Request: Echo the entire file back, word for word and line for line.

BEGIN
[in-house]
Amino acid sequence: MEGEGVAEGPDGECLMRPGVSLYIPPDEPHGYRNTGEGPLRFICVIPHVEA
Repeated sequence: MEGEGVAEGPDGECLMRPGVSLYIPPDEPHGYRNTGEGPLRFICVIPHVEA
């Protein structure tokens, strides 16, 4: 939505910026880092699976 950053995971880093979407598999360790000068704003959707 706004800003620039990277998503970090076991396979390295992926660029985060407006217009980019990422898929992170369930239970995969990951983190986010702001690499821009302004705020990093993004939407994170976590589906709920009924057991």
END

[in-house]
Amino acid sequence: MEGEGVAEGPDGECLMRPGVSLYIPPDEPHGYRNTGEGPLRFICVIPHVEA
Repeated sequence: MEGEGVAEGPDGECLMRPGVSLYIPPDEPHGYRNTGEGPLRFICVIPHVEA
């Protein structure tokens, strides 16, 4: 939505910026880092699976 950053995971880093979407598999360790000068704003959707 706004800003620039990277998503970090076991396979390295992926660029985060407006217009980019990422898929992170369930239970995969990951983190986010702001690499821009302004705020990093993004939407994170976590589906709920009924057991």